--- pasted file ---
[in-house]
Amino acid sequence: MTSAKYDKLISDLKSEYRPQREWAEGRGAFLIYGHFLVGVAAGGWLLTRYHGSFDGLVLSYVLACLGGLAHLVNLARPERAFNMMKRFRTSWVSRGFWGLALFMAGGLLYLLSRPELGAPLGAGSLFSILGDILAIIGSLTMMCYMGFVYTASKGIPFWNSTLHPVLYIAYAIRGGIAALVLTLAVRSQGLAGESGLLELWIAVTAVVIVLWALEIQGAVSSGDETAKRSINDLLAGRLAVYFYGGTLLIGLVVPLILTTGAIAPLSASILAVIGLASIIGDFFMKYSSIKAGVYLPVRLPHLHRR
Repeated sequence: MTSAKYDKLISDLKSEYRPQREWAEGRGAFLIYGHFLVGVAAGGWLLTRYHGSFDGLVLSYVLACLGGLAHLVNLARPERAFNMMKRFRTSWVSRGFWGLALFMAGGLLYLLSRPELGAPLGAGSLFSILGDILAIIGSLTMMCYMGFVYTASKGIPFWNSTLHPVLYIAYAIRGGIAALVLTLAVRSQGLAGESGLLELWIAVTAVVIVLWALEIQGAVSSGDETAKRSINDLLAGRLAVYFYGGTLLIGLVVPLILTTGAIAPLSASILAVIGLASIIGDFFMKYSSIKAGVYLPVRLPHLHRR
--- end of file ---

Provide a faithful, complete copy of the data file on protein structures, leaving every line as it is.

[in-house]
Amino acid sequence: MTSAKYDKLISDLKSEYRPQREWAEGRGAFLIYGHFLVGVAAGGWLLTRYHGSFDGLVLSYVLACLGGLAHLVNLARPERAFNMMKRFRTSWVSRGFWGLALFMAGGLLYLLSRPELGAPLGAGSLFSILGDILAIIGSLTMMCYMGFVYTASKGIPFWNSTLHPVLYIAYAIRGGIAALVLTLAVRSQGLAGESGLLELWIAVTAVVIVLWALEIQGAVSSGDETAKRSINDLLAGRLAVYFYGGTLLIGLVVPLILTTGAIAPLSASILAVIGLASIIGDFFMKYSSIKAGVYLPVRLPHLHRR
Repeated sequence: MTSAKYDKLISDLKSEYRPQREWAEGRGAFLIYGHFLVGVAAGGWLLTRYHGSFDGLVLSYVLACLGGLAHLVNLARPERAFNMMKRFRTSWVSRGFWGLALFMAGGLLYLLSRPELGAPLGAGSLFSILGDILAIIGSLTMMCYMGFVYTASKGIPFWNSTLHPVLYIAYAIRGGIAALVLTLAVRSQGLAGESGLLELWIAVTAVVIVLWALEIQGAVSSGDETAKRSINDLLAGRLAVYFYGGTLLIGLVVPLILTTGAIAPLSASILAVIGLASIIGDFFMKYSSIKAGVYLPVRLPHLHRR